Having previously looked at the closer ties between the AV and broadcast worlds, before considering the opportunity presented by the integration of IPTV and digital signage, Ian McMurray concludes this feature by revealing the challenge for integrators in adapting to a number of industries with different requirements.
The manufacturers’ enthusiasm for the opportunity presented by the integration of IPTV with digital signage is supported by the numbers. According to researcher Markets and Markets, the worldwide enterprise video market is expected to see a 16.7% CAGR between now and 2020 – by which time it will be valued at close to $37 billion. Credence Research puts the growth numbers slightly lower, forecasting a CAGR of 11.2% over the next six years. Market Research Future, on the other hand, sees higher growth – of 31% per year – but estimates the total size of the market as being slightly lower at $31 billion by 2022.
Whatever the numbers, there seems to be a consensus that this is an expanding market – and therefore one that AV integrators will be eyeing with interest. The question, then, becomes how to address it? Should an integrator, for example, focus on corporates, or sports facilities, or hospitality and leisure?
“An AV integrator should expect to be reasonably versed in multiple sectors of the market, as there are many similarities and crossovers,” says Bryce Button, director of product marketing, AJA Video Systems. “Whether you’re working in broadcast or AV, all system integrators are now expected to be more familiar with network protocols, network terminology and familiarity with IP, outside of the traditional point-to-point protocols and cabling systems that are the hallmarks of SDI over BNC cabling, fibre runs and the like.”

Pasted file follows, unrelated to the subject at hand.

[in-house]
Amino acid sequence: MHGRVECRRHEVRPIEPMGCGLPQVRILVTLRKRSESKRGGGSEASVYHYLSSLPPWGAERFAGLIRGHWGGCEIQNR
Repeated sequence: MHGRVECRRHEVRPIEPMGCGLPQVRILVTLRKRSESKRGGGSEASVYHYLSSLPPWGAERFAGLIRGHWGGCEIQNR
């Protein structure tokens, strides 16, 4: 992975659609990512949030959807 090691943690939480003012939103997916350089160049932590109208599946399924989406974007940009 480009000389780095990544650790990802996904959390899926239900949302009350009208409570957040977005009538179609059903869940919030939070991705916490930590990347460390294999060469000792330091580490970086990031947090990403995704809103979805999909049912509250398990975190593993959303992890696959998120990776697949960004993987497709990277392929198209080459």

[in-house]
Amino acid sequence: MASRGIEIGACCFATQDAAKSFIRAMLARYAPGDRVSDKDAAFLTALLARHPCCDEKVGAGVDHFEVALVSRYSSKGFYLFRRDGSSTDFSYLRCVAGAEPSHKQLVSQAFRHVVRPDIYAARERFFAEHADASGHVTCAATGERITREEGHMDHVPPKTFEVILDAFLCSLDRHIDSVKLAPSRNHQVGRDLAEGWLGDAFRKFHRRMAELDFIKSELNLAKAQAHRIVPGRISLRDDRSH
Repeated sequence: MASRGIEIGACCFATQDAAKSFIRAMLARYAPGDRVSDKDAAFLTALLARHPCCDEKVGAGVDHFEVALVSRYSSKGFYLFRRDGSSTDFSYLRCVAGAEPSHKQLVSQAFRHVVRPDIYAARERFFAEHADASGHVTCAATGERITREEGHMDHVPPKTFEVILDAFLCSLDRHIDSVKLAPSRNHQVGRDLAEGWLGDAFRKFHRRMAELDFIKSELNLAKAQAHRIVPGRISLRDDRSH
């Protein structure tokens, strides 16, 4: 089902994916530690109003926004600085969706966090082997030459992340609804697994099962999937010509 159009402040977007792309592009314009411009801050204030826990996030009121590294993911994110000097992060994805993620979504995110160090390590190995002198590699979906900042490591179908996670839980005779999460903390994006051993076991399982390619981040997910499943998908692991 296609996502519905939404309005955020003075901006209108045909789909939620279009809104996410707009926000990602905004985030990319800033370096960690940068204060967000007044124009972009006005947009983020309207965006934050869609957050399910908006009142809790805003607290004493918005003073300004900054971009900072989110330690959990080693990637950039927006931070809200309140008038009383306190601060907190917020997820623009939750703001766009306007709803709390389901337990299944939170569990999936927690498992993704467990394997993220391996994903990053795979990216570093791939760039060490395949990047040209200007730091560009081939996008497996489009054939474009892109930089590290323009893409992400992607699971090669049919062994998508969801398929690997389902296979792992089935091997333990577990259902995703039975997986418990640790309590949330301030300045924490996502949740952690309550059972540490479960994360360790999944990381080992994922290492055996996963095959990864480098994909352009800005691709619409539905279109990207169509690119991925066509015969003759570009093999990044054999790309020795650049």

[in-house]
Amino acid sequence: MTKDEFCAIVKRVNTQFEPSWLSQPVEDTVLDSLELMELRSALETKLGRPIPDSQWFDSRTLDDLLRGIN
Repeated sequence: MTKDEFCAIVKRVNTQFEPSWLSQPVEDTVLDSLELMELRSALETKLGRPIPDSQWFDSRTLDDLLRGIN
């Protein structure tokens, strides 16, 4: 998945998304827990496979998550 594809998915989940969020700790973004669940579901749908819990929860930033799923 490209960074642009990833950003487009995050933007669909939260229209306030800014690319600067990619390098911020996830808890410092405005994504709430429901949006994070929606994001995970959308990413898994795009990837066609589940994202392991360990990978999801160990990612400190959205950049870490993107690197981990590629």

Technology and skillset
James Keen, marketing manager, Tripleplay agrees. “You can reasonably address all market sectors with the technical knowhow and skills – but all industries are intrinsically different in the way you engage them,” he says. “Many industries rely heavily on consultant input; many require personal relationships; and some require you to be on a framework. This is the hardest part to master: the rest is just technology and skillset.”
According to Colin Farquhar, CEO at Exterity, the main challenge for integrators is to deploy solutions that can easily adapt to a number of industries with very different requirements. “For example,” he explains, “a stadium installation may require a solution that can encode content up to 4K, while a large scale corporation may require easy integration with other components like digital signage and videoconferencing. Integrators working across multiple sectors need to be able to respond to these varied demands.”
Farquhar goes on to note the importance of content protection, with integrators needing to ensure that content is accessed and distributed legally, and that the latest content protection and anti-piracy legislation is adhered to.
“With the proliferation of TV and video, organisations are now conscious of how important it is to ensure the right content is delivered legally and securely, with back-end user permissions in place to safeguard against illicit access,” he continues, “especially when the content is delivered over open networks like WiFi and the internet.”